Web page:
ADVERTISING AT CURTAINUP
Short Term Listings
BOOKS and CDs
LETTERS TO EDITOR
Writing for Us
A CurtainUp London Review
The King’s Speech
Author David Seidler was born in London in 1937 and later went to America where he is a moderately successful writer. He penned the screenplay for the Oscar winning movie of The King’s Speech It was a story close to his heart having been affected by a stutter in his late teens and thus always interested in the story of the English king George VI, the younger son thrust into the limelight after the abdication of his elder brother. In addition, Seidler has an uncle who too had a stammer and had been sent for treatment to Lionel Logue, the Australian speech therapist played in The King’s Speech by Jonathan Hyde. The detailed research carried out for The King’s Speech was underway over several decades although Seidler didn’t start writing it until 2005 at the request of Elizabeth the Queen Mother (Emma Fielding) who found the events very painful and asked him to wait until after her death.
The situation, where a member of the Royal Family has to seek out the help of an actor to improve his chances of delivering a speech, not interrupted by the agonising silence of someone trying to form a word, is one which is as much about communication across the huge class divide between the royals and ordinary folk, as about the improvement of the speech impediment. Again and again the stiffness of the expected court protocol interferes with the patient therapist relationship.
Bertie (Charles Edwards), the family name of the man who succeeded to the throne, on the abdication of his brother Edward VIII (Daniel Betts) in order to marry the American twice divorced Wallis Simpson, was mercilessly bullied by his brothers. “B-B-B-Bertie,” they called him. Only on his death bed was George V (Joss Ackland) heard to say, “Bertie has more guts than all his brothers put together". The story of the abdication is a constant source of speculation even now but usually centring on the love story of the Duke and Duchess of Windsor rather than the hapless king who stepped into the breach in the name of duty.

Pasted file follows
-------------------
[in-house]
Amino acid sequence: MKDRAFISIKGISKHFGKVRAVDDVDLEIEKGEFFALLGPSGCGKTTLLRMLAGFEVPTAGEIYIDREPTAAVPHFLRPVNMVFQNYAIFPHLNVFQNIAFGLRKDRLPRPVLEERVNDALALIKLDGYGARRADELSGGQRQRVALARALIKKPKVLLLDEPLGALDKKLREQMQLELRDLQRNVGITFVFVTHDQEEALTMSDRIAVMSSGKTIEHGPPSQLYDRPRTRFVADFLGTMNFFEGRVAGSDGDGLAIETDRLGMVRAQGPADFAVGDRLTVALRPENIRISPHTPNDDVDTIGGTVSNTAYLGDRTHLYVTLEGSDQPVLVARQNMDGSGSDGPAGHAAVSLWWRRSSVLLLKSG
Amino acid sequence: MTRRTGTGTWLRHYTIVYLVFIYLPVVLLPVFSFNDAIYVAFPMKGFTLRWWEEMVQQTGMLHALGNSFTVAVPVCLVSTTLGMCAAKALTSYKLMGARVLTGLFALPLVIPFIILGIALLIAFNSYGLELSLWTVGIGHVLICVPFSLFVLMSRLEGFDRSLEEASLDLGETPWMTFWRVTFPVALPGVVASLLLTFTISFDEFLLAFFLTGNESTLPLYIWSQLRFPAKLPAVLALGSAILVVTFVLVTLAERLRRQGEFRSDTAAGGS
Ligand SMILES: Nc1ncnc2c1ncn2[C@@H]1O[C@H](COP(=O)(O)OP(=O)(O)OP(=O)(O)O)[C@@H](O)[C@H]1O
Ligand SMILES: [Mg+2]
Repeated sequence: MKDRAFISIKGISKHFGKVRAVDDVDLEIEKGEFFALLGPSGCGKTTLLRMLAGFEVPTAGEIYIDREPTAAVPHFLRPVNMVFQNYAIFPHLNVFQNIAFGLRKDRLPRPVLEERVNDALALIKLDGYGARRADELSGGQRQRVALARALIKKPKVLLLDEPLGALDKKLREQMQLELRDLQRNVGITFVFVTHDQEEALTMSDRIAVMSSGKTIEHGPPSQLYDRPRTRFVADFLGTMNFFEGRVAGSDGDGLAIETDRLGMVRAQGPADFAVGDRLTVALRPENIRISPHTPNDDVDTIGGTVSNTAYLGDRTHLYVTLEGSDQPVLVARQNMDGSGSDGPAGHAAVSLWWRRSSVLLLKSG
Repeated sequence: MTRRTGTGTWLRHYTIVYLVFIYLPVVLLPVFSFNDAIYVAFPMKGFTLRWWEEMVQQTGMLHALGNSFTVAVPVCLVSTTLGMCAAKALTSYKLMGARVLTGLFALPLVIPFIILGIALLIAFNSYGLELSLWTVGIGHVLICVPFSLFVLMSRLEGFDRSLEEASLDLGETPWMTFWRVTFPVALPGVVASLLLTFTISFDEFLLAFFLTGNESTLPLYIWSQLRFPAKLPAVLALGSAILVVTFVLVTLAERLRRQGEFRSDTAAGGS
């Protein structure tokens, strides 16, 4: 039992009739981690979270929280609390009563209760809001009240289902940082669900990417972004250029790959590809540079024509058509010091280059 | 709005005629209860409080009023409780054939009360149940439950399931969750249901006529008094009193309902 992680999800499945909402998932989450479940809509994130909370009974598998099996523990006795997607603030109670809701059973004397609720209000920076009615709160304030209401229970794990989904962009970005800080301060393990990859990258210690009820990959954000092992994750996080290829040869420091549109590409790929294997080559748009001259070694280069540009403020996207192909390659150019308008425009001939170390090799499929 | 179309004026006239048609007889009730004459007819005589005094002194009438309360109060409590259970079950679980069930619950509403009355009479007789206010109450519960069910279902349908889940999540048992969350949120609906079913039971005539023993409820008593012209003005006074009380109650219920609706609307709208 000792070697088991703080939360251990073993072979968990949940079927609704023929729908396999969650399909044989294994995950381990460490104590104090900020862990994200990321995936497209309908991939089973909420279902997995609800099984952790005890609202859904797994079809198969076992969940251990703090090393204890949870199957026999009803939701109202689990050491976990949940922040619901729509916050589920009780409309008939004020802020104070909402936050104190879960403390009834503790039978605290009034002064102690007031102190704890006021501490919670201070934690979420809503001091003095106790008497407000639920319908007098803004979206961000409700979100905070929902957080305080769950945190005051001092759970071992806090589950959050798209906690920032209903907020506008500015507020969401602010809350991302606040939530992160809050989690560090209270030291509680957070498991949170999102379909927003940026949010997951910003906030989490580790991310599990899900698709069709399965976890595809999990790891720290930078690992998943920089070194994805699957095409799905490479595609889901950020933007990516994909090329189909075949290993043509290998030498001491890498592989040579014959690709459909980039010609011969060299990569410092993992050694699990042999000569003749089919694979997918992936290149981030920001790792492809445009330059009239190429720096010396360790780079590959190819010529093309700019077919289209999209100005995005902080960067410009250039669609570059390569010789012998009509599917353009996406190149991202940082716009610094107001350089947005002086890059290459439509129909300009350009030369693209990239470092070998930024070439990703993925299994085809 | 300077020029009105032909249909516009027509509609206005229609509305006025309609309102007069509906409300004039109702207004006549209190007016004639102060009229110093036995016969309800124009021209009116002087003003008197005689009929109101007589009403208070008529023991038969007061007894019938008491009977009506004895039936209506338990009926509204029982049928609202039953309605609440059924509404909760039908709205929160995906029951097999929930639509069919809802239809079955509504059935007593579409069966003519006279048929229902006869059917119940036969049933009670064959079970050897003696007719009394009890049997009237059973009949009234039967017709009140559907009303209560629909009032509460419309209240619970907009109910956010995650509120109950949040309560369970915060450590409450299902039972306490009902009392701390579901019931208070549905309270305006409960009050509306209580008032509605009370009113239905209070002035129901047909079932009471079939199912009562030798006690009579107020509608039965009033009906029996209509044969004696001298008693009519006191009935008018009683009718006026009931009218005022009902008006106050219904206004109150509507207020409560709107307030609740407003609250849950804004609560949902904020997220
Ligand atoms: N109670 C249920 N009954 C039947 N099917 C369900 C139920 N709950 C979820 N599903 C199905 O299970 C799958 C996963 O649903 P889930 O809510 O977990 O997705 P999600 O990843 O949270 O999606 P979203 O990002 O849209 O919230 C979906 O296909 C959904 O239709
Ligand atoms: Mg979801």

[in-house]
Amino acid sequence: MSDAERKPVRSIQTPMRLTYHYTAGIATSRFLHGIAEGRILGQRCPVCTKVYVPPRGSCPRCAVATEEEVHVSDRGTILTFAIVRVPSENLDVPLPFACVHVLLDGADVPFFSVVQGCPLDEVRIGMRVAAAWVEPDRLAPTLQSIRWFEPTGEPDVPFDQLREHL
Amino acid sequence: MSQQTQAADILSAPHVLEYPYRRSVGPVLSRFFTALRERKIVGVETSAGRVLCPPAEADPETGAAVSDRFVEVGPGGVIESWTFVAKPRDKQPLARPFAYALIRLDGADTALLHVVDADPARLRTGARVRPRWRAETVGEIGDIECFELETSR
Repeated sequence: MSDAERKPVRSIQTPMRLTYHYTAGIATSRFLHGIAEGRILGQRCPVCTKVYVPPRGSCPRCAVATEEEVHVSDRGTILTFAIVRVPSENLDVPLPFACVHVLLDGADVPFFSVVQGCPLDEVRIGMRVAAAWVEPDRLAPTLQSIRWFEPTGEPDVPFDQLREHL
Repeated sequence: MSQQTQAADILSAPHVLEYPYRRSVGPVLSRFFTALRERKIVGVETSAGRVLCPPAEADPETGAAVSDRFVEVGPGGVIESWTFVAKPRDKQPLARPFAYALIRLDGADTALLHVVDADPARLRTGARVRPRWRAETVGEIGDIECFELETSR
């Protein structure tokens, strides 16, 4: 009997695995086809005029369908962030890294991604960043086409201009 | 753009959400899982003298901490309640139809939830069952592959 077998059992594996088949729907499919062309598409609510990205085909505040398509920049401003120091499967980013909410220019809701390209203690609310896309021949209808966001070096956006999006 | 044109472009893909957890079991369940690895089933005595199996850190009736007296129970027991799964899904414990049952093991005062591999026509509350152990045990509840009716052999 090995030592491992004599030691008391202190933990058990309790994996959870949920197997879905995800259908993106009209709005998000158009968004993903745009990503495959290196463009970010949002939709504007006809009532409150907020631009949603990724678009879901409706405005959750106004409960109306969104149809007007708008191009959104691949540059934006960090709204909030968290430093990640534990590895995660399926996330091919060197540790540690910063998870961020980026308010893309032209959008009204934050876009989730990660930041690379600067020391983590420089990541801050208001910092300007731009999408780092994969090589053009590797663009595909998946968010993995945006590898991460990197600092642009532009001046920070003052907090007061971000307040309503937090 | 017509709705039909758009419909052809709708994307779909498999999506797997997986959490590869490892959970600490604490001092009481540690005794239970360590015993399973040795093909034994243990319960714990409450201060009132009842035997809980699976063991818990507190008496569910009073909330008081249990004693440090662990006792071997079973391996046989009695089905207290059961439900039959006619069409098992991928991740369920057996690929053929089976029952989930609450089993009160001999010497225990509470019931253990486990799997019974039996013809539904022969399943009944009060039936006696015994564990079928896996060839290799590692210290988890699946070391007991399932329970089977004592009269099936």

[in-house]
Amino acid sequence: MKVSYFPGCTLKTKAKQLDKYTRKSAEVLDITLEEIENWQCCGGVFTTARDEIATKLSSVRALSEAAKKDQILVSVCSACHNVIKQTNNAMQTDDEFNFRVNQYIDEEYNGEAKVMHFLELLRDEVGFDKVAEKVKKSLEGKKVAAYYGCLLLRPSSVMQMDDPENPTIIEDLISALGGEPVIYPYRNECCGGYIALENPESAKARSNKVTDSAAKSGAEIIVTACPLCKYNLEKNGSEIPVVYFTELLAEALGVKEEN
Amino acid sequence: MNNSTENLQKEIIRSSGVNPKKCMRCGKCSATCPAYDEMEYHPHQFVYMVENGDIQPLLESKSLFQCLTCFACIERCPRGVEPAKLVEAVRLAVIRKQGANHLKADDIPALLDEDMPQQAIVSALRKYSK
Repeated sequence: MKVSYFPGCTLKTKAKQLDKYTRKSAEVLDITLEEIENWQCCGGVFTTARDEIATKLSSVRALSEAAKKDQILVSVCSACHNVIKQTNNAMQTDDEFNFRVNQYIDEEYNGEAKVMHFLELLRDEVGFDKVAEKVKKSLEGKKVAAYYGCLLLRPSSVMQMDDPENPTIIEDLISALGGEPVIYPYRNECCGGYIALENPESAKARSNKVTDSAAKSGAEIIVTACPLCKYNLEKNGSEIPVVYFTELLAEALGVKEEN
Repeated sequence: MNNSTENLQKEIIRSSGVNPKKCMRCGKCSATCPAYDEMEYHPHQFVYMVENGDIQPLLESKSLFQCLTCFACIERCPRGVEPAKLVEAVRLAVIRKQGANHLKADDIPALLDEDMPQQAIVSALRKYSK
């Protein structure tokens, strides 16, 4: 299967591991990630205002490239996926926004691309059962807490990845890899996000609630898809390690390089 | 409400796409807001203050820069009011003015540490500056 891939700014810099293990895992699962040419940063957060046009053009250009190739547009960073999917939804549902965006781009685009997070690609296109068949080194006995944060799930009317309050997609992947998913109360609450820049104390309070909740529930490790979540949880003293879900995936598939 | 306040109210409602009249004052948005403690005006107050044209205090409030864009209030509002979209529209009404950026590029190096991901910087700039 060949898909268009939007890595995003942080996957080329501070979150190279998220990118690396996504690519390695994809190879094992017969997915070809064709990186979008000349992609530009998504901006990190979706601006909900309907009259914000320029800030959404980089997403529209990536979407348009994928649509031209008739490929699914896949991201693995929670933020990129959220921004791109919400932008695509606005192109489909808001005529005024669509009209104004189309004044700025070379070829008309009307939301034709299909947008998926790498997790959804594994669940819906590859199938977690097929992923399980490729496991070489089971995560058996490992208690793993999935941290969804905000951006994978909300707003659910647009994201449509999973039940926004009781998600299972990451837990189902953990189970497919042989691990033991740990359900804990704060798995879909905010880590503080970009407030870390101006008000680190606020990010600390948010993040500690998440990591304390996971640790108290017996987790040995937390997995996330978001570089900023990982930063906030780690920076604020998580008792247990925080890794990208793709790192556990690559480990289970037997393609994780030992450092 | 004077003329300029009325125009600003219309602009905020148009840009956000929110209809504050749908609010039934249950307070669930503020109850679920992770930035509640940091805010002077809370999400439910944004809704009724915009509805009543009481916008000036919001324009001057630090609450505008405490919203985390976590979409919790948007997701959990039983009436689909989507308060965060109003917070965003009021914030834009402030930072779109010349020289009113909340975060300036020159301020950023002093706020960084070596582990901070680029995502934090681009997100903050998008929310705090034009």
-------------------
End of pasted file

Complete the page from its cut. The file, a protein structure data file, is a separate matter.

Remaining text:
I really liked the movie of The King’s Speech but if anything I enjoyed the play even more. Somehow the closeness of the stage actors gives the scenario an intimacy not experienced on the screen. The central performances of Charles Edwards as the king to be and of Jonathan Hyde as his outspoken therapist are exquisite, contrasting in style and tone — one, an Australian not used to the niceties of society and the other brought up in a royal cocoon.
Charles Edwards is touching and vulnerable, especially when he recalls details of his abused childhood when with bandy legs he was put in heavy splints and had a nanny who pinched and starved him. Jonathan Hyde emphasises his role as the expert, and although his methods are dismissed initially as bunkum, the recording made by Bertie of his fluent recital of a Shakespearean speech while loud classical music played in his ears on headphones convinces Bertie and his wife Elizabeth to see Mr Logue again.
Michael Feast plays Cosmo Lang the Archbishop of Canterbury and a vociferous detractor of Logue’s methods. Pure comedy! Ian McNeice gives us a cameo of politician Winston Churchill. Wallis (Lisa Baird) and her prince dance the 1930s night away as others speculate on the erotic sexual technique she was meant to have learnt in Shanghai which kept the Prince of Wales captive. There are pieces of gossip, allusions to the supposed pact Hitler had to restore Edward VIII to the throne with Wallis as his queen should Germany have won the war or to the 17 carnations sent to her every day for a while by her German Ambassador lover Count von Ribbentrop, one for each day that the Count and Wallis had slept together.
Most of the scenes take place in Logue’s consulting rooms or home but there is a scene in Westminster Abbey preparing for the coronation. Adrian Noble’s touching production is not a pale imitation of the movie but has more fascinating detail from David Seidler’s detailed research. The famous speech is movingly made to the rousing strains of Edward Elgar’s Enigma Variations. Highly recommended.
Retold by Tina Packer of Shakespeare & Co.
Click image to buy.